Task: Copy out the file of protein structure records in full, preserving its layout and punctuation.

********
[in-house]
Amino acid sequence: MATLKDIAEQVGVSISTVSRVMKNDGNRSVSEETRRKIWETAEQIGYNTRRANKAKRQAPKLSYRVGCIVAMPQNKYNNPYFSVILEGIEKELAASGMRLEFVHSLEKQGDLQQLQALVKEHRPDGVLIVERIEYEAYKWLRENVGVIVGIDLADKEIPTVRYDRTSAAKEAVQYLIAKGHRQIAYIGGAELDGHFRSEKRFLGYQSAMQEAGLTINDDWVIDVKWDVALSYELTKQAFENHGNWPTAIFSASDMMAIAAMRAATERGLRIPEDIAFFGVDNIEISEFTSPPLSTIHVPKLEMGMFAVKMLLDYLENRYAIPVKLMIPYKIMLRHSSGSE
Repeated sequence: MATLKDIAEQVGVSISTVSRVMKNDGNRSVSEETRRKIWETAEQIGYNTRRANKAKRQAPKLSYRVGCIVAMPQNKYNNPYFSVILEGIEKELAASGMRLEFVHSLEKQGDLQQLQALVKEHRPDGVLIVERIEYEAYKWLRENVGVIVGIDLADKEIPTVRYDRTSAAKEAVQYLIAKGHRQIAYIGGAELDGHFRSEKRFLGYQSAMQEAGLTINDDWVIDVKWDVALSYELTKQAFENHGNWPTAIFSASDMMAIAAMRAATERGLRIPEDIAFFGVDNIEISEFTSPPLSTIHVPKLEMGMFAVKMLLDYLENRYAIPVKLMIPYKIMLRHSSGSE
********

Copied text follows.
[in-house]
Amino acid sequence: MATLKDIAEQVGVSISTVSRVMKNDGNRSVSEETRRKIWETAEQIGYNTRRANKAKRQAPKLSYRVGCIVAMPQNKYNNPYFSVILEGIEKELAASGMRLEFVHSLEKQGDLQQLQALVKEHRPDGVLIVERIEYEAYKWLRENVGVIVGIDLADKEIPTVRYDRTSAAKEAVQYLIAKGHRQIAYIGGAELDGHFRSEKRFLGYQSAMQEAGLTINDDWVIDVKWDVALSYELTKQAFENHGNWPTAIFSASDMMAIAAMRAATERGLRIPEDIAFFGVDNIEISEFTSPPLSTIHVPKLEMGMFAVKMLLDYLENRYAIPVKLMIPYKIMLRHSSGSE
Repeated sequence: MATLKDIAEQVGVSISTVSRVMKNDGNRSVSEETRRKIWETAEQIGYNTRRANKAKRQAPKLSYRVGCIVAMPQNKYNNPYFSVILEGIEKELAASGMRLEFVHSLEKQGDLQQLQALVKEHRPDGVLIVERIEYEAYKWLRENVGVIVGIDLADKEIPTVRYDRTSAAKEAVQYLIAKGHRQIAYIGGAELDGHFRSEKRFLGYQSAMQEAGLTINDDWVIDVKWDVALSYELTKQAFENHGNWPTAIFSASDMMAIAAMRAATERGLRIPEDIAFFGVDNIEISEFTSPPLSTIHVPKLEMGMFAVKMLLDYLENRYAIPVKLMIPYKIMLRHSSGSE